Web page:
Cottonwood Turning Question ?

Dan Mosley

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Palm Springs, Ca
There is a guy cutting down a fallen Cottonwood tree and managed to pickup a truck load of it. However, I have never tried to turn cottonwood before. I tried to turn a pc when I got home today but it seems a bit of a pain to turn green - its comes off in long strands and has alot of punky kind of areas in some of it. However, I only tried a scap pc of it and did not the time to cut up some of the large trunks to try a better sample....
Anybody ever turn any of it ??????????????

Kind of looking for a quick answer because I can pick up another load if I want it possibly on Saturday - after that it will become firewood or taken away.....................
.
Thanks Dan
 

Vaughn McMillan

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Most of what I've heard about cottonwood has said it's better in the fireplace than on the lathe, and it's not any good in the fireplace. ;)

Seriously, I've seen a few nice finished pieced made of cottonwood, but most everyone I've known who turned it said it was a pain to turn, and not always worth the effort. Personally, if I was already pretty well stocked on other wood, I think I'd pass on the second load of cottonwood.
 

Barbara Gill

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Remlik, Virginia
If you can get some from a bifurcation it can have awesome figure. We used Cottonwood for cabinets in our bathroom. It has many of the same figure you can find in Maple.
The down side is that it can be difficult to get a smooth cut on and it soaks up finish like a sponge. You need to keep the gouge sharp and take smaller cuts than with most wood.
 

Dan Mosley

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Palm Springs, Ca
I called the guy (tree cutting buss) and im going to pass on any more of it (cottonwood).....ill just cut up what I have for next year and the fireplace - Saturday im going to try to pick up some ash, grapefruit, and pepperwood...........running low on turning stock.

There was a flood near the guys house and some trees were uprooted and they are cutting alot of them over the week. I am hoping for a better selection of the down stuff.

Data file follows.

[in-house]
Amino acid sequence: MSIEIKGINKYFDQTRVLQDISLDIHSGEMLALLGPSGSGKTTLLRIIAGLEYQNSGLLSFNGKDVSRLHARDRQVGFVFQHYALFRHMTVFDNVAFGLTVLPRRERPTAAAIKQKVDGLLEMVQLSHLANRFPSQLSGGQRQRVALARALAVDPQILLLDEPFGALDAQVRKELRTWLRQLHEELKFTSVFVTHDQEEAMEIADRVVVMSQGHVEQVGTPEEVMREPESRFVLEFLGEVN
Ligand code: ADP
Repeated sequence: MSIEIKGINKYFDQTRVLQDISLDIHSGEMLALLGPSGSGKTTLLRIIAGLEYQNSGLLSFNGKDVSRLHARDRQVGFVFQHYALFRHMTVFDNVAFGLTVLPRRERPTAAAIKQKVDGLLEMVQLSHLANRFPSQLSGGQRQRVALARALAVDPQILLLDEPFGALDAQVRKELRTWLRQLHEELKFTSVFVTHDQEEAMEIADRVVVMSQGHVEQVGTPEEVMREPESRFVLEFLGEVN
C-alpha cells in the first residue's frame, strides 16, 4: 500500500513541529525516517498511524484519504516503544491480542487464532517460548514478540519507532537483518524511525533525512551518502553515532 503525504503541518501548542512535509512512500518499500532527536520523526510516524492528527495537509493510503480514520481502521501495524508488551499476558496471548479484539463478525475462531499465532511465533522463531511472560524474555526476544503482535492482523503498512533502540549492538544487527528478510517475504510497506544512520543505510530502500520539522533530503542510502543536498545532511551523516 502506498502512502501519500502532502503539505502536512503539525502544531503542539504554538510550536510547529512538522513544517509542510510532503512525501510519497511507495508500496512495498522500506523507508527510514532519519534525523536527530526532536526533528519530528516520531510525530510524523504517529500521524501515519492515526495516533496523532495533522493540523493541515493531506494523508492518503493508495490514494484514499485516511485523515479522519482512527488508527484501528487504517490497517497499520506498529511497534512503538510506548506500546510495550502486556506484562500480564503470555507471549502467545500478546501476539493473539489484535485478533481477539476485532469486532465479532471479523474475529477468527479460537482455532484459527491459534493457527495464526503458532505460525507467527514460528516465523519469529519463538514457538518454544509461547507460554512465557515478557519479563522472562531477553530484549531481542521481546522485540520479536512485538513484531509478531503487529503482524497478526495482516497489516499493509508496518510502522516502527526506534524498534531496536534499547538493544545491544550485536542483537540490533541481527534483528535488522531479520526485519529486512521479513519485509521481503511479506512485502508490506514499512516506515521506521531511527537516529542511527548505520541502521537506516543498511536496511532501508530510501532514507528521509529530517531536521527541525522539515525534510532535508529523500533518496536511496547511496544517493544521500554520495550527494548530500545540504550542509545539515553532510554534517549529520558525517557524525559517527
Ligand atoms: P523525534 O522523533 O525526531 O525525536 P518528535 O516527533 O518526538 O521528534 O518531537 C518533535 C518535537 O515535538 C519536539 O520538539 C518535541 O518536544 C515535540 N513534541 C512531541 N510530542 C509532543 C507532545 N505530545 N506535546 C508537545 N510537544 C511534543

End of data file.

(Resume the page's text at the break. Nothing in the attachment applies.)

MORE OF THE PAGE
Thanks.............Vaughn I am hoping it will burn ok though................
 
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Growing up in Kansas we had a little saw mill and cut a lot of Cottonwood for pallets and roof sheeting.
I also used a lot of it for painted furniture (antiques made daily) It is kind of for turning it is kind of like trying to turn bubble gum.:D It takes very sharp tools to cut and it wares them down fast. It sands very well however. Even when kiln dried it still fuzzes when cut.

All that being said I have made some rustic boxes from wormy Cottonwood and just stained them and then a coat of wax and they looked great everyone want one. :dunno:
 

Kerry Burton

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Orem, Utah
I've only turned one thing from the "cotton-less cottonwood " that my neighbors cut down in '09. (See the pics in the [Whats-It Tray] thread.)

It's probably not quite the same as the stuff you picked up. :dunno:

If you haven't already cut a piece down the middle, you might try it just to see what you have. Still, I agree with the others about not picking up a second load. There are too many other woods out there to try!
 

Dan Mosley

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Palm Springs, Ca
Thanks............I started the long process of cutting it up for firewood today and contacting the guy to see if i can pick up some pepperwood, ash and some other wood from him - I think im going early am to pick up a truck load ($30.00 for a full load of wood). So at worst I guess I have some firewood for next year and ill spend another $30 tomm for a load of good hardwood.................................

Vaughn------------you were kidding about the wood and burning or were you serious ????
 

Vaughn McMillan

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Ditto what Jay said about burning cottonwood. It burns fine, just quickly without putting out much heat.